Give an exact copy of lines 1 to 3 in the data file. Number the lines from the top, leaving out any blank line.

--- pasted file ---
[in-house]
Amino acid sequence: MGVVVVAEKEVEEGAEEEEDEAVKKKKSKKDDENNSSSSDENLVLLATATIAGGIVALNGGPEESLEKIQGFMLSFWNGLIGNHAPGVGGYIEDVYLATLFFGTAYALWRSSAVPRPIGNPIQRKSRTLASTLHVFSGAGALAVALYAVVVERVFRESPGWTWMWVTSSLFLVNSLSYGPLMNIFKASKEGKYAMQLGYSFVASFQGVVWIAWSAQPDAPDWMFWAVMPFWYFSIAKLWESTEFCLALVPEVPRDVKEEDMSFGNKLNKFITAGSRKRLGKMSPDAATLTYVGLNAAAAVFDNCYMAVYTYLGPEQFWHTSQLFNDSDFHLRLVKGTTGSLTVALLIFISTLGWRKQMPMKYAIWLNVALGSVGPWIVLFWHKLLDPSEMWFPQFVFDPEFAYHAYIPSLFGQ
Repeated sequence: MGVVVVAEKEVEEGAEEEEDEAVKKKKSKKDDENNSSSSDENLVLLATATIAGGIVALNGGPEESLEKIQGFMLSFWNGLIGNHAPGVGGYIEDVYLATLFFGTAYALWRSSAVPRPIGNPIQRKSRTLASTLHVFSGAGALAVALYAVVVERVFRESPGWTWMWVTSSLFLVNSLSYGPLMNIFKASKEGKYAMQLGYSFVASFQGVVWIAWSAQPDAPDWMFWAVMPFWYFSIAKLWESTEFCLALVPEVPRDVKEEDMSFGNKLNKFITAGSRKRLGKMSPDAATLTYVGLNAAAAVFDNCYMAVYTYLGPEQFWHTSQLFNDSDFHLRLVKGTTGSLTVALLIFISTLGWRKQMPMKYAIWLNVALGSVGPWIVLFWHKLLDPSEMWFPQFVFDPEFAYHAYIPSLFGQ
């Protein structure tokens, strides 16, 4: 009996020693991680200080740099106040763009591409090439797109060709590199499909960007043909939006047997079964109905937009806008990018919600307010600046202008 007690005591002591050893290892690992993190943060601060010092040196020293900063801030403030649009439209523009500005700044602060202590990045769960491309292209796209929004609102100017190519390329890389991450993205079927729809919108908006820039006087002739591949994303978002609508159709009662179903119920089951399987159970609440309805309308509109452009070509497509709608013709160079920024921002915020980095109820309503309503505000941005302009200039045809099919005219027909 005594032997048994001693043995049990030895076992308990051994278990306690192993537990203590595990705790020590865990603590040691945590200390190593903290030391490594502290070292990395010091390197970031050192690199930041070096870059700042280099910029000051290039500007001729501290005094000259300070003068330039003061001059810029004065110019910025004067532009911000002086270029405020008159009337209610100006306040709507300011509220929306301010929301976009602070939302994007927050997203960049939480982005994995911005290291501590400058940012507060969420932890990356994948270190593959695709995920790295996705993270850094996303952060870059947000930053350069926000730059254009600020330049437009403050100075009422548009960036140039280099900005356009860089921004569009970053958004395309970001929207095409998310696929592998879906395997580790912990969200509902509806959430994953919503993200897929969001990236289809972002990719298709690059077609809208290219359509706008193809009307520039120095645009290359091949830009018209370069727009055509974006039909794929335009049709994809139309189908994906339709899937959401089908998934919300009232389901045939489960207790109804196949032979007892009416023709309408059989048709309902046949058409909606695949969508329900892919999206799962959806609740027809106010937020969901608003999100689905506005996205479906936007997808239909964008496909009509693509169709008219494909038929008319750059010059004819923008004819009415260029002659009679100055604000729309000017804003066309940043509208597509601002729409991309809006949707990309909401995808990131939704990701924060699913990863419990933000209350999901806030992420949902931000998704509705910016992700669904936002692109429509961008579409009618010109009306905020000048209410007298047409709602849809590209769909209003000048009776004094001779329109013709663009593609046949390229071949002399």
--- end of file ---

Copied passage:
[in-house]
Amino acid sequence: MGVVVVAEKEVEEGAEEEEDEAVKKKKSKKDDENNSSSSDENLVLLATATIAGGIVALNGGPEESLEKIQGFMLSFWNGLIGNHAPGVGGYIEDVYLATLFFGTAYALWRSSAVPRPIGNPIQRKSRTLASTLHVFSGAGALAVALYAVVVERVFRESPGWTWMWVTSSLFLVNSLSYGPLMNIFKASKEGKYAMQLGYSFVASFQGVVWIAWSAQPDAPDWMFWAVMPFWYFSIAKLWESTEFCLALVPEVPRDVKEEDMSFGNKLNKFITAGSRKRLGKMSPDAATLTYVGLNAAAAVFDNCYMAVYTYLGPEQFWHTSQLFNDSDFHLRLVKGTTGSLTVALLIFISTLGWRKQMPMKYAIWLNVALGSVGPWIVLFWHKLLDPSEMWFPQFVFDPEFAYHAYIPSLFGQ
Repeated sequence: MGVVVVAEKEVEEGAEEEEDEAVKKKKSKKDDENNSSSSDENLVLLATATIAGGIVALNGGPEESLEKIQGFMLSFWNGLIGNHAPGVGGYIEDVYLATLFFGTAYALWRSSAVPRPIGNPIQRKSRTLASTLHVFSGAGALAVALYAVVVERVFRESPGWTWMWVTSSLFLVNSLSYGPLMNIFKASKEGKYAMQLGYSFVASFQGVVWIAWSAQPDAPDWMFWAVMPFWYFSIAKLWESTEFCLALVPEVPRDVKEEDMSFGNKLNKFITAGSRKRLGKMSPDAATLTYVGLNAAAAVFDNCYMAVYTYLGPEQFWHTSQLFNDSDFHLRLVKGTTGSLTVALLIFISTLGWRKQMPMKYAIWLNVALGSVGPWIVLFWHKLLDPSEMWFPQFVFDPEFAYHAYIPSLFGQ